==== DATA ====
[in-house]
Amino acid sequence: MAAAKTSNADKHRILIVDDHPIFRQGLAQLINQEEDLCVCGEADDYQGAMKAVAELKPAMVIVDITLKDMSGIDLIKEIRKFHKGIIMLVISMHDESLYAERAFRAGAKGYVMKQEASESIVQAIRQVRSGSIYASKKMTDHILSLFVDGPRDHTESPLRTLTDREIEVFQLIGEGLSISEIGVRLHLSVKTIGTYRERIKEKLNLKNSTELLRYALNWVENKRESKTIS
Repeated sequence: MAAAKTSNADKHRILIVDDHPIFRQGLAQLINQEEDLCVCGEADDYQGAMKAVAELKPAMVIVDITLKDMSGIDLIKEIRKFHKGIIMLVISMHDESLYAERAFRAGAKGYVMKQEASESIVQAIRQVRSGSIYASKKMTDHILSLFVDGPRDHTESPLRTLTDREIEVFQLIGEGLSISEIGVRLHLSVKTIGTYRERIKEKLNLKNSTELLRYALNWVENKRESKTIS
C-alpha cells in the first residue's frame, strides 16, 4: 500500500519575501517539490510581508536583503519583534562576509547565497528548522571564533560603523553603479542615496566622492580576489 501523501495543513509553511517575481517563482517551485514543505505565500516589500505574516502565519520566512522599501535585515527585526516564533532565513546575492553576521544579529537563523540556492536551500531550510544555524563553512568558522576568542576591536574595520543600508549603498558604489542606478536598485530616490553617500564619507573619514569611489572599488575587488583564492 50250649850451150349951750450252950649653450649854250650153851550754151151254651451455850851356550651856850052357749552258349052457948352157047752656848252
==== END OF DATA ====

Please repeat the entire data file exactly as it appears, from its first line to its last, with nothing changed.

[in-house]
Amino acid sequence: MAAAKTSNADKHRILIVDDHPIFRQGLAQLINQEEDLCVCGEADDYQGAMKAVAELKPAMVIVDITLKDMSGIDLIKEIRKFHKGIIMLVISMHDESLYAERAFRAGAKGYVMKQEASESIVQAIRQVRSGSIYASKKMTDHILSLFVDGPRDHTESPLRTLTDREIEVFQLIGEGLSISEIGVRLHLSVKTIGTYRERIKEKLNLKNSTELLRYALNWVENKRESKTIS
Repeated sequence: MAAAKTSNADKHRILIVDDHPIFRQGLAQLINQEEDLCVCGEADDYQGAMKAVAELKPAMVIVDITLKDMSGIDLIKEIRKFHKGIIMLVISMHDESLYAERAFRAGAKGYVMKQEASESIVQAIRQVRSGSIYASKKMTDHILSLFVDGPRDHTESPLRTLTDREIEVFQLIGEGLSISEIGVRLHLSVKTIGTYRERIKEKLNLKNSTELLRYALNWVENKRESKTIS
C-alpha cells in the first residue's frame, strides 16, 4: 500500500519575501517539490510581508536583503519583534562576509547565497528548522571564533560603523553603479542615496566622492580576489 501523501495543513509553511517575481517563482517551485514543505505565500516589500505574516502565519520566512522599501535585515527585526516564533532565513546575492553576521544579529537563523540556492536551500531550510544555524563553512568558522576568542576591536574595520543600508549603498558604489542606478536598485530616490553617500564619507573619514569611489572599488575587488583564492 50250649850451150349951750450252950649653450649854250650153851550754151151254651451455850851356550651856850052357749552258349052457948352157047752656848252